However, Tzitz Eliezer objects to non- Jewish names of months, due to their idolatrous connotations, and suggests writing 01, 02, etc., in lieu of their names (vol. 8, chap. 8 and 14). How he would get around the problem of saying the names of weekdays is unclear.
How did our modern weekday names develop? Some of them were altered by the Greeks and Romans, who substituted some of the Babylonian gods’ names with their own gods’ names. The Teutons and Anglo-Saxons later threw out the Roman gods’ monikers and substituted them with their own idols. As a result, the modern names of Tuesday, Wednesday, Thursday, and Friday are named after obsolete Teutonic and Anglo-Saxon gods. Wednesday, for example, started off as Nebo in Babylon, became Mercurius in Rome, and ended up as Woden in Britain. Then Woden transmuted into the modernday Wednesday.
Earlier, we cited the Gemara that warns against bloodletting on Tuesdays when Mars falls during the eighth hour. This provides an astounding insight into the Gemara’s system of astrology.
In Shabbos 156a, Rabbi Chanina discusses the planets’ influence upon Earth. He says that someone born under the mazal of the sun will shine and eat and drink of his own, just as the sun produces its own light; someone born under Mercury will be wealthy; under the moon, he will eat and drink of other people; and those under Saturn will have their ambitions thwarted. Someone born under Tzedek (Jupiter) will be righteous (a tzaddik), while someone born under Maadim (Mars) will be a shedder of blood (dam). (The Gemara cites more details.)
What does it mean to be born under the mazal of a star? Does this mean to be born when the star is physically overhead, or does it mean something else?
From the Gemara that proscribes bloodletting on Tuesdays, it is clear that the influence of Mars has nothing to do with its physical position in relation to the Earth at a particular time but rather on its position in the cycle that began at Creation, when Shabtai (Saturn) was given charge of the fi rst hour of Wednesday evening. During its hour of power, Mars will wreak its damage, even if it is far below the horizon at the time, and the same applies to the other six heavenly bodies.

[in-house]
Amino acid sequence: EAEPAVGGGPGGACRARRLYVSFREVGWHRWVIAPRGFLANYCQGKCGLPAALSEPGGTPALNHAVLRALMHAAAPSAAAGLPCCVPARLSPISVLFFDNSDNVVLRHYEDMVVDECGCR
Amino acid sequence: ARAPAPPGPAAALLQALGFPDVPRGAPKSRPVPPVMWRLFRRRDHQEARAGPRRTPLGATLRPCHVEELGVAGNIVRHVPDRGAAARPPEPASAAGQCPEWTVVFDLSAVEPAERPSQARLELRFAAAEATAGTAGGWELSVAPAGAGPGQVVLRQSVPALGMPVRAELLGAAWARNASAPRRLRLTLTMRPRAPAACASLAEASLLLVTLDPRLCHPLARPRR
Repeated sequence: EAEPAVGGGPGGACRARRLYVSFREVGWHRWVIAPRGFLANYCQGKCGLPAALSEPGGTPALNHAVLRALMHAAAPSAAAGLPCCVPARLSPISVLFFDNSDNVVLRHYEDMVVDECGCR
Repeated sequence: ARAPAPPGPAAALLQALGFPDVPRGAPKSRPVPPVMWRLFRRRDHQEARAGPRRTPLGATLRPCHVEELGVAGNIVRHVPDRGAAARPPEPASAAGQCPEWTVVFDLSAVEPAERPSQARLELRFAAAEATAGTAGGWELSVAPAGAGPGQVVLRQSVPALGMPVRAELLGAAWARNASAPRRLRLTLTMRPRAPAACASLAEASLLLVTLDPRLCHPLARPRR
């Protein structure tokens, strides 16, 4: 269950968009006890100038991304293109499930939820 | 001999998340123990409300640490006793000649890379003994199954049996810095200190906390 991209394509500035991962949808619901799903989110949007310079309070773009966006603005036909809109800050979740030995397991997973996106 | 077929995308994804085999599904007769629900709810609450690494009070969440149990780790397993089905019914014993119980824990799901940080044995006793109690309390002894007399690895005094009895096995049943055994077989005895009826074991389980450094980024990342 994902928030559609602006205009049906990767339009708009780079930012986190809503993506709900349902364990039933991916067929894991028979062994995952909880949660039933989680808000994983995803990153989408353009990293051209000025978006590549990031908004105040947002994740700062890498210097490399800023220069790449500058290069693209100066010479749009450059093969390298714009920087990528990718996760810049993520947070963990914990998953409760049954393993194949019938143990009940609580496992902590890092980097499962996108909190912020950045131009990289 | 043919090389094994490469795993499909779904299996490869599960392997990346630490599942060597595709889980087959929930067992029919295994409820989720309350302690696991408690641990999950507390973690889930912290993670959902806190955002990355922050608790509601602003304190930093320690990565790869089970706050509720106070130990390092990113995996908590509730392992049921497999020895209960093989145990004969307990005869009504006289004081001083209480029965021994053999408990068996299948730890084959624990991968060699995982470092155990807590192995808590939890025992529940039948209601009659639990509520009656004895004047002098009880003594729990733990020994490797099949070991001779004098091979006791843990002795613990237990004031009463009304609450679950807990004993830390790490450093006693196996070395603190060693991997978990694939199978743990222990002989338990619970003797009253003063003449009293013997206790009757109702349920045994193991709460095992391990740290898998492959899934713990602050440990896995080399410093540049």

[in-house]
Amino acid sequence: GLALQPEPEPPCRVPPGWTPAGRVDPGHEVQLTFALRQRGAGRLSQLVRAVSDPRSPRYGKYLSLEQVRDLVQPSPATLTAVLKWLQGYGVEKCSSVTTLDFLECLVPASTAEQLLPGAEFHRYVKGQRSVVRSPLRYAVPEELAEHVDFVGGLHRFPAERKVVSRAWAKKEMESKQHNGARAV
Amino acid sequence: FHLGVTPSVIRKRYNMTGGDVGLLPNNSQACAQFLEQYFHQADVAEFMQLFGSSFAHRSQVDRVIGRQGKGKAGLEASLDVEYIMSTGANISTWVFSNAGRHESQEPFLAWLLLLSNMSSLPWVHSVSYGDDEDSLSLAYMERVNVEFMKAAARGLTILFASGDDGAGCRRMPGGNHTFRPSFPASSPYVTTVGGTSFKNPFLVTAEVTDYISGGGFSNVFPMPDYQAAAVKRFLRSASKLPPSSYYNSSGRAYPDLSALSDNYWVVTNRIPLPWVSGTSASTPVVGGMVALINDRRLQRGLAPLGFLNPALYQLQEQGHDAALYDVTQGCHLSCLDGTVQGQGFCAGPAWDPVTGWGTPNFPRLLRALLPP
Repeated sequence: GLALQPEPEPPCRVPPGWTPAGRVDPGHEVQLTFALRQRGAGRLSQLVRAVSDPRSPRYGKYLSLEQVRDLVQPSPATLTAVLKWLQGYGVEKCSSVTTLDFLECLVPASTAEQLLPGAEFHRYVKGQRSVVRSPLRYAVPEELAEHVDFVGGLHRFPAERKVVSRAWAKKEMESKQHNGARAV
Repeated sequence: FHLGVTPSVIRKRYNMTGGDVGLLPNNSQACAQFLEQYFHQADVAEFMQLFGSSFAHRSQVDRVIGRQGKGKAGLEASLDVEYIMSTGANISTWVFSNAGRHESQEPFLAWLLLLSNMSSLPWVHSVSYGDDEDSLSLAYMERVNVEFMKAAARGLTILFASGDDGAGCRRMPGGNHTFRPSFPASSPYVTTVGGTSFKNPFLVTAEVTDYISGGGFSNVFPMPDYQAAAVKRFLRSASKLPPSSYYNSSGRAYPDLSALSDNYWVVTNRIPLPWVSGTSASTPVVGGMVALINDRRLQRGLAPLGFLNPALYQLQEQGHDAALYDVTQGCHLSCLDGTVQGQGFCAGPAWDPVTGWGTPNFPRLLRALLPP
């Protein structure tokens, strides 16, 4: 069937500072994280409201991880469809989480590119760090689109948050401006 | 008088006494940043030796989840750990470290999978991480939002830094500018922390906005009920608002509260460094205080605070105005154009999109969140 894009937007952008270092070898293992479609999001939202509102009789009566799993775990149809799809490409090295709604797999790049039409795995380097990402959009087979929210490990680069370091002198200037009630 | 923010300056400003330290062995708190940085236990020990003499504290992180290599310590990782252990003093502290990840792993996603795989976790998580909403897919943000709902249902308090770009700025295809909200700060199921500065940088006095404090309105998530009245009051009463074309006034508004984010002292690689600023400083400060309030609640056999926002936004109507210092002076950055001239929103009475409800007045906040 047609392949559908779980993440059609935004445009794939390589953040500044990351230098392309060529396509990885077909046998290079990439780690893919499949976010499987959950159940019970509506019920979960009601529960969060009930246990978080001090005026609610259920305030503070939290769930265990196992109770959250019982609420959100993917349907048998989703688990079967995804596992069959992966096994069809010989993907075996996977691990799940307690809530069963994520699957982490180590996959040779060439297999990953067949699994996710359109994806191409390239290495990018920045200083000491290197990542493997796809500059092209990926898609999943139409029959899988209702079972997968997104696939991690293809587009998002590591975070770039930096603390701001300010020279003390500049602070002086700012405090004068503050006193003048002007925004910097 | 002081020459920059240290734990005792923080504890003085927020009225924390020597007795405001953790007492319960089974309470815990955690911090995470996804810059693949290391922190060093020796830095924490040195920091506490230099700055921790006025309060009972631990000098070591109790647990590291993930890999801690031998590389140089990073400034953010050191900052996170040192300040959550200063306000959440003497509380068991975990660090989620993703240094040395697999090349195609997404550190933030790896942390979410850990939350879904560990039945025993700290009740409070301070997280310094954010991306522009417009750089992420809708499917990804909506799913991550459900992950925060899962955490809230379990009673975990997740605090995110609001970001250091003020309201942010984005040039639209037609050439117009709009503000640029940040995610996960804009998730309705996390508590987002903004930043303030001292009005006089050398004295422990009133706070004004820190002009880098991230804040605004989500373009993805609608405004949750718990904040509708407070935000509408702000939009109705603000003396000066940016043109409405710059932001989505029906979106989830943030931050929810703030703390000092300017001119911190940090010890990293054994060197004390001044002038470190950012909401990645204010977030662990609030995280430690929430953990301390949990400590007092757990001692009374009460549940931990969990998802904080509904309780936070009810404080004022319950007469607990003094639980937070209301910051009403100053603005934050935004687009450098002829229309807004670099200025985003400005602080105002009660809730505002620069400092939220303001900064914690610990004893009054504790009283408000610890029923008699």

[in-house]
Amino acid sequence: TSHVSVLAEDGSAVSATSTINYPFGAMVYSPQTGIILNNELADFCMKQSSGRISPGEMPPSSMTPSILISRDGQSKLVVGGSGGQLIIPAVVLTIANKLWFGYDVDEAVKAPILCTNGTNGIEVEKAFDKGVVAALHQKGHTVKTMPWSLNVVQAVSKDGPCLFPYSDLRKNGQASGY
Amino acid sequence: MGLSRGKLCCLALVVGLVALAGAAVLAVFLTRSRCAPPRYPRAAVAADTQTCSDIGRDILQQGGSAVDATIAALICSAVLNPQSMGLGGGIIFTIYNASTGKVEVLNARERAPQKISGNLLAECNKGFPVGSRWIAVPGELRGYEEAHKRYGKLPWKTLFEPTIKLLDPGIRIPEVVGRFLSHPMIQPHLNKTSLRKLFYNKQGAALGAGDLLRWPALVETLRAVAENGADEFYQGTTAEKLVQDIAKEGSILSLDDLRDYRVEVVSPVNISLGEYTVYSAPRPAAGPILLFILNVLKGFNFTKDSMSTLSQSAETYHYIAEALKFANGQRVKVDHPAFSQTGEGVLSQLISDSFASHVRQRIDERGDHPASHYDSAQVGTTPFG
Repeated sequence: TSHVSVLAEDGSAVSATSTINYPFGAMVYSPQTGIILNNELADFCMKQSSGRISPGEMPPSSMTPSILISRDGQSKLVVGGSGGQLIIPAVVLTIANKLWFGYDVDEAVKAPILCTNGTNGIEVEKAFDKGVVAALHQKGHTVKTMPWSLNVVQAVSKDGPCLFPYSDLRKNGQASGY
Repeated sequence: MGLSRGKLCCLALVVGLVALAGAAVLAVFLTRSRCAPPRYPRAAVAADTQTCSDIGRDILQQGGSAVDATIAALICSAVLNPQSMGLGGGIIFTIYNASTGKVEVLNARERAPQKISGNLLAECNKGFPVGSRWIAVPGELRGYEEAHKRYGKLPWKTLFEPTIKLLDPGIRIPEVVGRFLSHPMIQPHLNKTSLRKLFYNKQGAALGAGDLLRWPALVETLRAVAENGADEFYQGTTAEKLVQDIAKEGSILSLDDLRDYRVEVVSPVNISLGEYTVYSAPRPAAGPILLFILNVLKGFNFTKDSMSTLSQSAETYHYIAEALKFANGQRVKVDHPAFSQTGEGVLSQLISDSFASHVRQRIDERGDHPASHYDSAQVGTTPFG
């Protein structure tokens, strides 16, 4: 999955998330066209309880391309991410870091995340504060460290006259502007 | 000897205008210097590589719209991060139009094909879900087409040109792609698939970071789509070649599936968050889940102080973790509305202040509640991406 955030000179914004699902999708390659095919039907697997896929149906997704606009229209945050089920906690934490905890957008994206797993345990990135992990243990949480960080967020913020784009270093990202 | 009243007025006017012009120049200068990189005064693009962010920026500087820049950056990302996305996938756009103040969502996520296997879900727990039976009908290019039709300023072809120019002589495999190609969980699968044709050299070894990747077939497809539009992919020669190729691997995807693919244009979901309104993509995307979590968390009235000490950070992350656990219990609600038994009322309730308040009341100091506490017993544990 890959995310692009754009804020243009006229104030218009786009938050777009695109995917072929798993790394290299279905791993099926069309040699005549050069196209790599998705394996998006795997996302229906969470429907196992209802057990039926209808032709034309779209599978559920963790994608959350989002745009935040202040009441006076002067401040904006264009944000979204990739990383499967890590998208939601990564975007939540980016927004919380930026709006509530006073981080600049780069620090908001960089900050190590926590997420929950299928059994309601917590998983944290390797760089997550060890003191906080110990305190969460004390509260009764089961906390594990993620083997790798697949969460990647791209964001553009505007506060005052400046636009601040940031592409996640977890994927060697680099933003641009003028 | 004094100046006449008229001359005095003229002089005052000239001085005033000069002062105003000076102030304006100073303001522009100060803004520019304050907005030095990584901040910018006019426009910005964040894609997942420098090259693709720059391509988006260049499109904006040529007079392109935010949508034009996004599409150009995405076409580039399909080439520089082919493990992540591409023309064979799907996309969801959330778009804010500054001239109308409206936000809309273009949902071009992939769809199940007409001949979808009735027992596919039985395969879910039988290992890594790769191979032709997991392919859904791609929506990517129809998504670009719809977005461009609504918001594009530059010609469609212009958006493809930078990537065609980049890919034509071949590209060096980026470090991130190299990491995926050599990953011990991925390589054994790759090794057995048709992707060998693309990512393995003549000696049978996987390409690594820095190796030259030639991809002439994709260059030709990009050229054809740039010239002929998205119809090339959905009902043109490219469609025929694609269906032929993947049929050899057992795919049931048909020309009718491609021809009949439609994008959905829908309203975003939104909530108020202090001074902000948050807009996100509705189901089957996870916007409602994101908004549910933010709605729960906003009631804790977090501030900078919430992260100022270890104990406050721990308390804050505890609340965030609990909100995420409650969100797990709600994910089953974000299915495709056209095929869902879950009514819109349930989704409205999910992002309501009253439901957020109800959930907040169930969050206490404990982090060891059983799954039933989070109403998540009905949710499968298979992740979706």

Rabbi Yehoshua ben Levi (ibid.) disagrees with Rabbi Chanina, however, and insists that a person’s character is influenced not by the star he is born under but by the day of the week he is born. His system works as follows:
On Sunday, the light was separated from dark. Therefore, someone born on that day will have a one-sided character and either be totally righteous or totally wicked. Someone born on Monday will be hot-tempered, since this is when the waters were separated. Tuesday makes people wealthy because, on that day, the fast-growing grass was formed. Wednesday’s babies are wise and shining, as this is when the luminaries were placed on high. Thursday makes people generous, as this is when Hashem made the fish and birds, which sustain themselves without effort. Friday’s babies race after mitzvos, since people spend Friday busying themselves for Shabbos. Someone born on Shabbos will be holy.
According to the Sefer Yetzirah (chap. 5), besides the influence of the days and the seven heavenly bodies, yet another celestial influence is wielded by the zodiac:
“He hewed, cut out, combined, and formed the twelve simple letters into the twelve mazalos, and these are: the sheep, the ox, the twins, the crab, the lion, the maiden, the scales, the scorpion, the bow, the kid, the bucket, and the fi sh. These are [in correspondence to] the twelve months of the year: Nissan, Iyar, Sivan, Tammuz, Av, Elul, Tishrei, Cheshvan, Kislev, Teves, Shevat, Adar.”
“And these [correspond to] twelve directors of the soul: two hands, two feet, two kidneys, the liver, the gallbladder, the masas, the keiva, the karkevan (three components of the alimentary canal), and the spleen.”
Based on this paragraph and other hints in the Sefer Yetzirah, mekubalim have derived the special spiritual qualities associated with the twelve signs of the zodiac and their months. For example, Elul’s association with a maiden symbolizes purity, Tishrei’s association with scales represents the judgment of Rosh Hashanah and Yom Kippur, and Adar’s association with fish that are hidden beneath water represents the hidden miracles of Purim.
However, when all is said and done, Klal Yisroel ultimately holds the keys to their destinies (besides certain exceptions). After citing the conflicting opinions of Rabbi Chanina and Rabbi Yehoshua ben Levi, the Gemara (ibid.) cites Amoraim who hold, “There is no mazal for Yisroel.” Rashi explains, “Because through prayer and merit, a person’s mazal can be altered for the good.”